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[REBOL] UHURU/RSL/? summary

From: chris::starforge::co::uk at: 25-May-2001 14:24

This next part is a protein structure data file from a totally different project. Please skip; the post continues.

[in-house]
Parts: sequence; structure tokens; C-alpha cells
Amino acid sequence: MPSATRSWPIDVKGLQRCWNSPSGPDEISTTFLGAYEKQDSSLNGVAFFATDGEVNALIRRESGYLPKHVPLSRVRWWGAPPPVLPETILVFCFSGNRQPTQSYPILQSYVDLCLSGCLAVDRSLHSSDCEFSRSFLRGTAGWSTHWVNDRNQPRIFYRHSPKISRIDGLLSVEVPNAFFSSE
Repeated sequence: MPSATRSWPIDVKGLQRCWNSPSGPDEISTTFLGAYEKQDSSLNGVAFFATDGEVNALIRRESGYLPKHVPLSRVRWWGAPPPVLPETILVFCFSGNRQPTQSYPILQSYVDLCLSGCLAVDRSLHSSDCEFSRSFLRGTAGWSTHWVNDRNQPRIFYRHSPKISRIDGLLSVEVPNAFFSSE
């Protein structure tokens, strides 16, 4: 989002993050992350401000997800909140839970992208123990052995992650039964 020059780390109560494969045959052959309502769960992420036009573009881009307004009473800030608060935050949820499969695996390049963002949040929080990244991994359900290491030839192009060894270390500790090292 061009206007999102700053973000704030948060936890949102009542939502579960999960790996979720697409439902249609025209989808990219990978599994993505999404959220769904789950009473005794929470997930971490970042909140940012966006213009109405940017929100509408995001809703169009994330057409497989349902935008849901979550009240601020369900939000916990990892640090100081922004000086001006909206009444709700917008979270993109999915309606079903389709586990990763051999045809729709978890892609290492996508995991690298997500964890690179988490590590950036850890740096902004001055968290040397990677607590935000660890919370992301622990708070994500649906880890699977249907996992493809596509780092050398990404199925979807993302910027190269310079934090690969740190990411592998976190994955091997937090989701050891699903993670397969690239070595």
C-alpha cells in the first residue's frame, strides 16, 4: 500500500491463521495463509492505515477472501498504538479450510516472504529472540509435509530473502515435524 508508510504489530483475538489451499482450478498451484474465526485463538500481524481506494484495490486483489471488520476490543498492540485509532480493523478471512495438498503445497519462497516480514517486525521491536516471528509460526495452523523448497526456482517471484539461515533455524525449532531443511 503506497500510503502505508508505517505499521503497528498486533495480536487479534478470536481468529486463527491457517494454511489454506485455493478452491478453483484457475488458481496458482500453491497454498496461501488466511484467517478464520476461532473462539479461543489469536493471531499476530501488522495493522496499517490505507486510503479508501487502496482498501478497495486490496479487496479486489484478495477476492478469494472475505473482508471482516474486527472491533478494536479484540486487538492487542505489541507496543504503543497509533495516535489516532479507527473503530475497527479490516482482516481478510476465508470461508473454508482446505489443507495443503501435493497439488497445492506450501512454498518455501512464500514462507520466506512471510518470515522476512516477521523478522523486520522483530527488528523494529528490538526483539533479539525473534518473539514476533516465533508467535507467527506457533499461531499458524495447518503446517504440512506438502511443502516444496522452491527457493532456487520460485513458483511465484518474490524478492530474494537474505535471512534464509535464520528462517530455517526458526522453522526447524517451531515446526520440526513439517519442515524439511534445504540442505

Hi, My apologies for the length, but IMO it's important this is done.. Before we can go into much more detail with this system, I think we need to clear up all the discussion so far and summarise the key ideas otherwise me may start to lose new contributors to the thread or confuse everyone. I'll attempt to distil the key points form the discussion so far, please make corrections and additions or raise objections where you see fit. I will use "the system" here rather than one of the acronyms (mainly because I type it faster than UHURU ;)) I will try to describe things in a more "task based" way than the concepts discussed in Joel's introduction (reference 1 below) and I've fleshed some parts out with some additional descriptions of my own, feel free to rip them to pieces :) Intro: Intent of the system The aim of this system is to provide: - A centralised, keyword searchable repository of packages (from individual functions through to applications). See part 1. - A REBOL script or package which can obtain specific packages from the repository, based on package name (or keywords ?). This must handle dependancies automagically. See part 2 for more on this. - A standard for package implementation, including a specification of required metadata and coding and documentation standards. This is discussed in part 3. Part 1. The repository. Some would call this a Library (which is the less "hackeresque" term). The core of this system is a hierarcical structure of packages which can either be browsed or searched via a keyword search engine on the web. In this respect the repositry would be similar to the script libraries on or, with a search engine added for assisted lookups. A possible refinement would be that when selecting package, rather than being presented with the code itself a summary is shown. For example, selecting delim-ascii-html would bring up: Author: Joel Neely Latest version: 2.1 Last update: 13:32, 25 May 2001 Synopsis: Delimited ASCII to HTML conversions Keywords: ASCII HTML comma tab convert text conversion Dependancies: delimited-ascii Version Date Source Documentation 1.0 1 May 2001 15k (mirrors) 40k (mirrors) ... 2.1 25 May 2001 28k (mirrors) 64k (mirrors) In this scenario, clicking on the author name would bring up all the scripts the author had written (profile as well?), clicking on one of the keywords would search for that keyword, clicking on the dependancies would show the summary for that file. The table at the end lists the available versions. Clicking on the size would download the file, clicking on the mirrors word would bring up a list of mirrors of that file. A key requirement of the repository is that it must be easily mirrored to ensure fast access from any location in the world. The problem with this is ensuring coherancy across the mirrors. Mirroring would be best achieved via a script which obtained all new or updated packages from a central repository on an automatic basis (cron triggered for example). This means that a coordinating repository with a recent additions facility is required. Something to consider: REBOL has built in compression, if the repository is purely cgi powered then it would be possible to store the files on the server in compressed form. When a file is requested, the script could decompress it and sent it to the the user's browser. This does not gain anything for the web version - bit for the remote access program this would be a bit help. Note that I do not mean "store all the files for a package in one archive". Dynamically processing this would be clumbersome, and it would cause even more problems when obtaining packages with the remote access program. I mean that each file should be stored seperately on the server but in a compressed form. Part 2. The remote access program. Using this package developers can obtain packages from the repository without a web browser, or scripts can automagically obtain sources from the repository when they are setting up or checking for updates. What it needs to be able to do: - Given a package name it must check a designated repository (see below) for that package. If found, and the version on the local machine is not up to date, the package is downloaded to the local machine. - (possible, this could be tricky) Given keywords this will search the repository for suitable files. This is more likely to be a front-end to the search engine on the repository which processes the search result webpage to produce a list of matching packages to display in the console - All dependancies must be resolved during the download operation. If delim-ascii-html depends on delimited-ascii then the script must detect this, check whether a suitable version is available locally and, if not, automatically obtain the delimited-ascii package. - By default the script only downloads the source file(s). By specifying an additional argument, the script will download both the sources and associated documentation. As a tie-in to the compression discussion in step 1, if files on the repository are compressed then the remote access program would be able to work considerably more efficiently than a web browser for obtaining sources: the archive could be downloaded and unpacked locally (unlike the web situation where it would have to be unpacked on the server). (note that this reduces somewhat the need for "low comment" code.) Specifying a repository could be tricky - the most efficient way to do it is to choose the fastest, closest mirror. How this could be done automatically I have no idea (I don't even know if it could be done automatically). I would suggest that the central repositroy holds a list of mirrors giving their geographical location, when the script is run for the first time the user is asked to choose a local mirror.. something we need to clear up. Part 3. This mail is already too big, so I'll do this in a second one. Coding standards are always a nasty area as they need to be flexible enough to allow programmers to keep their personal style while ensuring code can be used and understood by all. There are some big questions still left in here, particularly the issues of docuentation content, extensions to the REBOL style guide and the specification of metadata required to make the system possible. A. References These are not in chronological order, I have rearranged them on a subject basis. I have also removed mails not directly related to the specification of the system. 1. - Joel Neely Introduction to the concepts behind the system. 2. - Chris Page Discussion of REBOL header v XML meta information (and dissing Joel's acronym ;)) Ladislav Mecir backs up Chris' view in m9468.html 3. - Joel Neely Explanation of rationale behind XML suggestion, start of comments discussion. 4. - Chris Page Comments on XML v REBOL, followup to Joel's comment statement. 5. - GS Jones Comments on obtaining commented or uncommented versions of packages. 6. - Chris Page Expansion on m9461 with discussion of possible mechanisms for comment/documentation selection. 7. - Joel Neely Further discussion of the commenting/documentation distinction. 8. - GS Jones Discussion of versioning, packages, namespace and operation. 9. - Chris Page Elaboration of m9422, discussion of mertis of REBOL over cvs 10 - Volker Nitsch Discussing methods. Partially the reason I started this as there seems ot have been confusion about the final system which Volker was trying to address here.